Seborrhea is a condition in
which flakes of dead skin are shed from the
epidermis and hair follicles. These flakes may be dry and dandrufflike, or oily
and greasy. Oily seborrhea is due to excessive production of sebum by the
sebaceous glands. Sebum is responsible for the rancid doggy odor that
accompanies oily seborrhea.
Primary and secondary seborrhea are two different diseases.
Inflammatory bowel disease (IBD) occurs when a dog’s stomach and/or intestine becomes home to an unusually high number of inflammatory cells. These cells cause changes in the lining of the digestive tract, which inhibit the normal absorption and passage of food.
It is important to note that although some of the symptoms may be similar, IBD is not the same as irritable bowel syndrome, which is caused by psychological stress rather than a physiological abnormality.
This common disease is seen most often in American Cocker Spaniels, English
Springer Spaniels, West Highland White Terriers, Basset Hounds, Irish Setters,
German Shepherds, Labrador Retrievers, Chinese Shar-Pei, and other breeds.
Affected dogs may have dry flaky skin,
greasy scaly skin, or a combination of both. The flakes of dry seborrhea are
easy to lift off the skin. The scales of oily seborrhea stick to the hair. In
oily seborrhea the hair follicles can become plugged and infected, resulting in
the development of folliculitis (see page
The elbows, hocks, front of the neck down to the chest, and hair along the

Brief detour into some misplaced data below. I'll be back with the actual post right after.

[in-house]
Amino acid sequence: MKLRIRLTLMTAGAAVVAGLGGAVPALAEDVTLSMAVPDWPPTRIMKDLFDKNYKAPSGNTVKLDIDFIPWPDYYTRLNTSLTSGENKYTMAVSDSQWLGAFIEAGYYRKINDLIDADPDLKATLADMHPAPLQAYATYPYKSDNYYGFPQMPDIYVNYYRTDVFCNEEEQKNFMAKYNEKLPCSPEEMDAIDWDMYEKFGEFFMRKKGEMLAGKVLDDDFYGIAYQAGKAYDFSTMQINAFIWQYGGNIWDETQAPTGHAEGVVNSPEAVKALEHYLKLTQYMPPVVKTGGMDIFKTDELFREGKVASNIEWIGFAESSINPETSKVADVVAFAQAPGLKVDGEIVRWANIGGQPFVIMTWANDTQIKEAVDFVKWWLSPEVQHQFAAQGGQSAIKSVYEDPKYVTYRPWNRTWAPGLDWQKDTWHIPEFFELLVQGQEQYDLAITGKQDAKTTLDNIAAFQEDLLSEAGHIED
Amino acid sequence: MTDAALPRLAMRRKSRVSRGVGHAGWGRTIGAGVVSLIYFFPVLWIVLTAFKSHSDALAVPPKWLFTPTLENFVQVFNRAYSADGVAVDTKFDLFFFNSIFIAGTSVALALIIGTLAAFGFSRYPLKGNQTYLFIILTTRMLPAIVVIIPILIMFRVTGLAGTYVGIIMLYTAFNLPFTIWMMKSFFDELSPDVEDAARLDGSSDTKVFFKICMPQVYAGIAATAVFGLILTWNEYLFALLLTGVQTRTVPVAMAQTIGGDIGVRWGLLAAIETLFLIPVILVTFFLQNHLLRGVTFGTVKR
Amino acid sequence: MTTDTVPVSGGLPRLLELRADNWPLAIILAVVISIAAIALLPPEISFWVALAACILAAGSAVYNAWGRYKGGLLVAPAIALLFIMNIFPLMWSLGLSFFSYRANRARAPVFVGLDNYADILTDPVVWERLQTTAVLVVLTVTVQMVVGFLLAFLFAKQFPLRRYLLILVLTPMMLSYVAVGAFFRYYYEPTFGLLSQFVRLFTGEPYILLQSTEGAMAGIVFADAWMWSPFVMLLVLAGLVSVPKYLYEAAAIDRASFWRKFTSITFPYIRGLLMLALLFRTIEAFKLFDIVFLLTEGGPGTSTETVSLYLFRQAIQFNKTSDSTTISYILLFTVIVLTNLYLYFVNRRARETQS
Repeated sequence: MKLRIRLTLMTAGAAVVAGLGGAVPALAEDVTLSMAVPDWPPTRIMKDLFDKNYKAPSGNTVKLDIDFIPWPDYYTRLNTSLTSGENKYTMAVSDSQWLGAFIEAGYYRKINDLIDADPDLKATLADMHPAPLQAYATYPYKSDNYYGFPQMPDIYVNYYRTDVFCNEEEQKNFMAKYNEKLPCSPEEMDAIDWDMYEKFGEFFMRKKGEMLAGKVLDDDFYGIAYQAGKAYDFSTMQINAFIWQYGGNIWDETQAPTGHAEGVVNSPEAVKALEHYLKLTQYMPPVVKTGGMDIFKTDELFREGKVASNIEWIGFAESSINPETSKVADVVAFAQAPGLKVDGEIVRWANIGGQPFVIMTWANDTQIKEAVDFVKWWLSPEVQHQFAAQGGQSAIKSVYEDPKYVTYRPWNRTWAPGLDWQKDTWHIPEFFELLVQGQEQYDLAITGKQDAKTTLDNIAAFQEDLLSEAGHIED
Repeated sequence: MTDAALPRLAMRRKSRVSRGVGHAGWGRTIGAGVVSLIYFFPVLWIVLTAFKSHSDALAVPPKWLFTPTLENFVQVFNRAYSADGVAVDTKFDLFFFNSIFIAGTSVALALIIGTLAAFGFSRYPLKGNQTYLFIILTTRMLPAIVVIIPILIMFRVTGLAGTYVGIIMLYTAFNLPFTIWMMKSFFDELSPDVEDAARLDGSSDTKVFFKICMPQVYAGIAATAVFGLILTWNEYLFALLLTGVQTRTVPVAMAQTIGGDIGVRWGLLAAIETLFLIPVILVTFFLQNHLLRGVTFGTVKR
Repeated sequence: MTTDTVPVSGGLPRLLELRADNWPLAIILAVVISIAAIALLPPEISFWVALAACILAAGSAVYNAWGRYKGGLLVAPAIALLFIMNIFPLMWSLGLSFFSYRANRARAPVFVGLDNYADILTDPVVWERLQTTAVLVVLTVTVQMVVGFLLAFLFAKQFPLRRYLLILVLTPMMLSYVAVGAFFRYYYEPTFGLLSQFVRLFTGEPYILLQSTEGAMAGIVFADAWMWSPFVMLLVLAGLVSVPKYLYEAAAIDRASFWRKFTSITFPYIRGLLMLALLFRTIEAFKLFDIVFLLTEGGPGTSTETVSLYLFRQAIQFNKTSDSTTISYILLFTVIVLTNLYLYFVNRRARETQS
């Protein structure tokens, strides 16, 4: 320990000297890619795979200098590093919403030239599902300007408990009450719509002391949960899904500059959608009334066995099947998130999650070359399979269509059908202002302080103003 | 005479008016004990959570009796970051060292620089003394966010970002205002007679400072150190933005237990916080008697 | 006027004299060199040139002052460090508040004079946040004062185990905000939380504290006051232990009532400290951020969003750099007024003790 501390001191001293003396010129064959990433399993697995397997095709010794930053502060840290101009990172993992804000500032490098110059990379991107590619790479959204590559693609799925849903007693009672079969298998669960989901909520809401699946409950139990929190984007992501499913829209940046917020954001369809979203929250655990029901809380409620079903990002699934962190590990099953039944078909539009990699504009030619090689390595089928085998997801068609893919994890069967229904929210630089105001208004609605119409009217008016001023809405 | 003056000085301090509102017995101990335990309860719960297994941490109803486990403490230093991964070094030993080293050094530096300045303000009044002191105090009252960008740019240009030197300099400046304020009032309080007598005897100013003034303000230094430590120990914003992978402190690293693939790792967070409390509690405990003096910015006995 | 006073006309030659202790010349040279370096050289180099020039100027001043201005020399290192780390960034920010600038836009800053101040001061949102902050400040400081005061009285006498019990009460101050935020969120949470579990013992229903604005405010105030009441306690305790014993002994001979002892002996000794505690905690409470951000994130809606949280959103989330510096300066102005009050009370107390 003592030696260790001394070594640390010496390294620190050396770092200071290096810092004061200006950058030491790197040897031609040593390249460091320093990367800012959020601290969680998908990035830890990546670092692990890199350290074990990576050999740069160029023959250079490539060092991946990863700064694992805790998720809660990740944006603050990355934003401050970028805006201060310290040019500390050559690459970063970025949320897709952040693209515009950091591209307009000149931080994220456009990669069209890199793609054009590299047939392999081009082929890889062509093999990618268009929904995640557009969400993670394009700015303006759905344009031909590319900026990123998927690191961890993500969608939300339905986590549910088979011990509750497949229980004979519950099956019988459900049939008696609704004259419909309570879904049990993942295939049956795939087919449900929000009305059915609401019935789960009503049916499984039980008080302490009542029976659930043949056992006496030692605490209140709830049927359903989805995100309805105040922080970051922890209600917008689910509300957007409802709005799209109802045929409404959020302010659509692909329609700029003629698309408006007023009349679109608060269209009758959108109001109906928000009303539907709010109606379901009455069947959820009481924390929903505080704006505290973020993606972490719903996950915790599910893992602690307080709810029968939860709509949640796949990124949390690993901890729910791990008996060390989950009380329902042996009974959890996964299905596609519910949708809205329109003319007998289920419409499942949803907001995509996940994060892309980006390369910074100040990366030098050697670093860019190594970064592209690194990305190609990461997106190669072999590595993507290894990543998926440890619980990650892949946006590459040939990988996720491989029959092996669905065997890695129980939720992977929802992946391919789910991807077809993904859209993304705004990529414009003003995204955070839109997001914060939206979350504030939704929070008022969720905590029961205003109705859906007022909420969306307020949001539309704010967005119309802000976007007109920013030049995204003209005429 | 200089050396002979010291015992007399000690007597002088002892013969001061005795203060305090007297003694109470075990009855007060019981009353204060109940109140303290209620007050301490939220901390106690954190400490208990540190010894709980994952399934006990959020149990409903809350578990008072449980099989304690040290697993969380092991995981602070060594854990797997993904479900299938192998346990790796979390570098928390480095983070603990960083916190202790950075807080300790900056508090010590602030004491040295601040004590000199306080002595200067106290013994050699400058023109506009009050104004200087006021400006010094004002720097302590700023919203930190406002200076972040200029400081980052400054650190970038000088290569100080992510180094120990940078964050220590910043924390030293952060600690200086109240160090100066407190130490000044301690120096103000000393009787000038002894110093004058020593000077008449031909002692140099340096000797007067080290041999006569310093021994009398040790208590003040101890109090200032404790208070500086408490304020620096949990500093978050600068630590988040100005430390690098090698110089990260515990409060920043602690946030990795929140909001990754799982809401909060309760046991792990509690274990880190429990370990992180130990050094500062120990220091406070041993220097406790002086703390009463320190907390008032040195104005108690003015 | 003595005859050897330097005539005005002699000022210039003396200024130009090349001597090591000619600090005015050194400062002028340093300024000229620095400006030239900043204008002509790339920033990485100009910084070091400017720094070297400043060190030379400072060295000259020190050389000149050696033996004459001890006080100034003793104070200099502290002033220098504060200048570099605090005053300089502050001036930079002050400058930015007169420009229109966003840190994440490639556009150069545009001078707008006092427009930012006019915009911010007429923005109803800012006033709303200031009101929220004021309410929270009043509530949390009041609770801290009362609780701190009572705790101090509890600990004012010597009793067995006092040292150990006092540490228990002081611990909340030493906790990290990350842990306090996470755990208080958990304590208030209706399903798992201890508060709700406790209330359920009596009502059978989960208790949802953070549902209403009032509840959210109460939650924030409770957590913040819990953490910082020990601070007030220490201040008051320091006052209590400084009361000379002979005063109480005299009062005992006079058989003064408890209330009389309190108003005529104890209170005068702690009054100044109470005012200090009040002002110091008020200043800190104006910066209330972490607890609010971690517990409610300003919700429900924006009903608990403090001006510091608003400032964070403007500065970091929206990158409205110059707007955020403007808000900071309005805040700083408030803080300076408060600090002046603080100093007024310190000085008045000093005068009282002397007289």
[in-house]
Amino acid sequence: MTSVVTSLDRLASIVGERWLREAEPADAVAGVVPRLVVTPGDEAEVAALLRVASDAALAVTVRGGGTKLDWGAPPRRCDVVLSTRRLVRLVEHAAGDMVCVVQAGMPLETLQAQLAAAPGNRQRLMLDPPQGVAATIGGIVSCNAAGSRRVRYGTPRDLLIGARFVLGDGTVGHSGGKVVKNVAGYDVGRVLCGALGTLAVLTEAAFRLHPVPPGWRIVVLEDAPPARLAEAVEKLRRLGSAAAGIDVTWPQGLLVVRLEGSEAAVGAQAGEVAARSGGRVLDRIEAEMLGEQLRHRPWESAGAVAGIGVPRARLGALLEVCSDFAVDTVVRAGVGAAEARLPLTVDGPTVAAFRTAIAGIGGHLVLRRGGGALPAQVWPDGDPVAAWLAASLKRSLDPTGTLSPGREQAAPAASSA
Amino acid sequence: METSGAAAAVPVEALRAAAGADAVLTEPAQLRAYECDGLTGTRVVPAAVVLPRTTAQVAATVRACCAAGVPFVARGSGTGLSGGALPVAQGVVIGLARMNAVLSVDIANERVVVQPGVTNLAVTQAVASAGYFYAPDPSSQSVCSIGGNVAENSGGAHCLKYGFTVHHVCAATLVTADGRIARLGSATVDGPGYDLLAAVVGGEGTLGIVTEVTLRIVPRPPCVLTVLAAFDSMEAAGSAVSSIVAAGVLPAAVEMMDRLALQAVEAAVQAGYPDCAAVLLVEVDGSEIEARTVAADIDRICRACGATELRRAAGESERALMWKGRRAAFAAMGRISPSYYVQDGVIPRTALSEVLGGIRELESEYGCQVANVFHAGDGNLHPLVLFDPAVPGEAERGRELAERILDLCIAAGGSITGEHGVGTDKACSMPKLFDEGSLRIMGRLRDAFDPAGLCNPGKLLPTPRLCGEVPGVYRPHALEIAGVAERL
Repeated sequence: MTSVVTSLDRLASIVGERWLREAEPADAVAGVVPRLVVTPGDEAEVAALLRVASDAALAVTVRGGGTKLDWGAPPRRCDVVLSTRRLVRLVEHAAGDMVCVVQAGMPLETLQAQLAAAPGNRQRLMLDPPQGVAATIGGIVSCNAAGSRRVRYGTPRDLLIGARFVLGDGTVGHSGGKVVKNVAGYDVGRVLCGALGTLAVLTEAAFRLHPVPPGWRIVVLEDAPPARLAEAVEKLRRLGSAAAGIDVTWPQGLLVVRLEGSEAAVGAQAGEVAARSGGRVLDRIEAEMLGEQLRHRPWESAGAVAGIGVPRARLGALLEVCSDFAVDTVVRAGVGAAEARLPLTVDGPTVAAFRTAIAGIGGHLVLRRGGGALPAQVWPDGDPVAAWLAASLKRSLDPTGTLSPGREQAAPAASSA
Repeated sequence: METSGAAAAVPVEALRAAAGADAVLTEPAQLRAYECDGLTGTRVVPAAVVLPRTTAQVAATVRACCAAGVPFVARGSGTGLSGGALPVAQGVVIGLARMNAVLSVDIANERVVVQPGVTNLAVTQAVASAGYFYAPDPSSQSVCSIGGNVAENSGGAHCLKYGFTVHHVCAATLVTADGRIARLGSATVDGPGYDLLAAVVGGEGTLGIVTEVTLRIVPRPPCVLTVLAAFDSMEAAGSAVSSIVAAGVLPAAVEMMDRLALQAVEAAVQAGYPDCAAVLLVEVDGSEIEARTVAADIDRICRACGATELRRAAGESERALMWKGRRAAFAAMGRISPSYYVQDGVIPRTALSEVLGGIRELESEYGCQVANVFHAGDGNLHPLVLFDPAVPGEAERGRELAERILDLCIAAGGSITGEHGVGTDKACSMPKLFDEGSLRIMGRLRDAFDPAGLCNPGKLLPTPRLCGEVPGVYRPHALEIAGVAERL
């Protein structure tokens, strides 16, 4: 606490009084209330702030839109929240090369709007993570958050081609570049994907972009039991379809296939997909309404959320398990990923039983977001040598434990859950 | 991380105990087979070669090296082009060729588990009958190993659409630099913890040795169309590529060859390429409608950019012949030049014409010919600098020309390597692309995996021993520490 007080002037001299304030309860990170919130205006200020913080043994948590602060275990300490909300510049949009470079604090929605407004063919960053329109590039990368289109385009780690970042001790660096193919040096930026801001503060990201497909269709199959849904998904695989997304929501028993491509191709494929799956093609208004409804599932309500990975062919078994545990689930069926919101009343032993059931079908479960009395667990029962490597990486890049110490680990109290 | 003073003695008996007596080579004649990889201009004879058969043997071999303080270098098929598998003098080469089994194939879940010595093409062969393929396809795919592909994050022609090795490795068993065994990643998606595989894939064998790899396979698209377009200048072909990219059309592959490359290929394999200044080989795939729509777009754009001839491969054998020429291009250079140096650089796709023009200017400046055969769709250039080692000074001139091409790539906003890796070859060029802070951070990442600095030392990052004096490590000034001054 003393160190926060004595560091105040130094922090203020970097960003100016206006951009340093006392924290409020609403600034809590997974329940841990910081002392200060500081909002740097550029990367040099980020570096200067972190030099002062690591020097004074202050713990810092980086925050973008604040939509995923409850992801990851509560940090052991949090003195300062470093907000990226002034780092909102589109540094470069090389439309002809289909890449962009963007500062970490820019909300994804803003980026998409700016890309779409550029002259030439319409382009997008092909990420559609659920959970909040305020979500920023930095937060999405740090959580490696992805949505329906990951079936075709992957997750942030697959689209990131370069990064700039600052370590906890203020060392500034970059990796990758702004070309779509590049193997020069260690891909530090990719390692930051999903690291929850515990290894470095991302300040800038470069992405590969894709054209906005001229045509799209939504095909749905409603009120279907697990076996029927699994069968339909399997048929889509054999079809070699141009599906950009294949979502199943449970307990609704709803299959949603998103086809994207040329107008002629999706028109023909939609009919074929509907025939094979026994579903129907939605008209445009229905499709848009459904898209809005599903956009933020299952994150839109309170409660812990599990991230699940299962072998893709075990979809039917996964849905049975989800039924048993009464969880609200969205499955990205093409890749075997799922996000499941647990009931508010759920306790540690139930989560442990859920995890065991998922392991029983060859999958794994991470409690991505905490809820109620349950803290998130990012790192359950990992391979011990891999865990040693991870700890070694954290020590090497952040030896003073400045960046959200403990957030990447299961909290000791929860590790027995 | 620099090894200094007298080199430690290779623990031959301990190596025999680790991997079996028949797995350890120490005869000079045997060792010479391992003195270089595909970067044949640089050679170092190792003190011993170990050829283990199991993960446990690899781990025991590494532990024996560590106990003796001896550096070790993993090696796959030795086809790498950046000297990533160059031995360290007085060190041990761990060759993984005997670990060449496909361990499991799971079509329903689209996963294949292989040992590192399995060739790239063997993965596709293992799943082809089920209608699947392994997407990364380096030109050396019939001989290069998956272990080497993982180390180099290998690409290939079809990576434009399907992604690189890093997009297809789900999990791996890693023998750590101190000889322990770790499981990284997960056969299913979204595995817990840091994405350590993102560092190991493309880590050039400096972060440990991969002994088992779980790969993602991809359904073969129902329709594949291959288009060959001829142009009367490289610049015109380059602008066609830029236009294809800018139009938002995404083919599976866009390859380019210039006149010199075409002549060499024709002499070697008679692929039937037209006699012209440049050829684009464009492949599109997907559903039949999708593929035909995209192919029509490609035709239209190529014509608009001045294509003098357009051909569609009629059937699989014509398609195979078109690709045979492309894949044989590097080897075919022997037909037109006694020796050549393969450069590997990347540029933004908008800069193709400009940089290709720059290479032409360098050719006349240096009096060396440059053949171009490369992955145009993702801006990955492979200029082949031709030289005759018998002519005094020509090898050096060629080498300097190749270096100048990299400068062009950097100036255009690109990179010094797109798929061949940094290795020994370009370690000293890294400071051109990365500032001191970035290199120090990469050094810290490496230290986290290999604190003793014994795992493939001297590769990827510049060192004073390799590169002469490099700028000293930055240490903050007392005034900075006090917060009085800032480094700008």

borders of the ears are commonly involved. With oily seborrhea, wax may
accumulate in the ear canals, producing a condition called ceruminous otitis.
Treatment: Primary seborrhea is incurable but treatable. Therapy is directed
toward controlling scale formation using shampoos and rinses. A number of
commercial antiseborrheic products are available. The choice of shampoos and
rinses and frequency of application vary with the specific problem, and should
be determined by your veterinarian.
For mild dry flaking, moisturizing hypoallergenic shampoos and rinses that
contain no dyes, fragrances, or other added ingredients can help rehydrate the
skin. These products can be used frequently without causing harm.
For severe dry flaking, shampoos containing sulfur and salicylic acid are
recommended to remove scales. For oily seborrhea, shampoos containing coal tar
are effective and retard further scale production. Benzoyl peroxide shampoos
have excellent hair-pore flushing activity and aid in removing greasy scales
that adhere to hair shafts.
Therapeutic shampooing may be more effective when preceded by a warm water
shampoo. Rinse thoroughly and follow with the medicated shampoo. Leave on for
15 minutes or as directed, then rinse thoroughly.
Systemic antibiotics are used to treat
folliculitis and other skin infections. A short course
of oral corticosteroids may be prescribed during periods of severe itching. Dietary supplements
containing omega-3 essential fatty acids derived from fish oil are said to be
beneficial for seborrhea and certainly can do no harm.
This condition occurs when some other skin disease triggers the seborrheic
process. Diseases often associated with secondary seborrhea include scabies, demodectic mange, canine atopy, food
hypersensitivity dermatitis, flea allergy dermatitis, hypothyroidism, hormone-related
skin diseases, color mutant alopecia,
pemphigus foliaceus, and others. Primary seborrhea should not be diagnosed
until secondary seborrhea has been ruled out.
Treatment: Secondary seborrhea is managed in the same way as primary
seborrhea. It usually disappears with control of the underlying skin disease.
Always look for a primary cause when faced with a dog with seborrhea.
WebMD Veterinary Reference from "Dog Owner's Home Veterinary Handbook"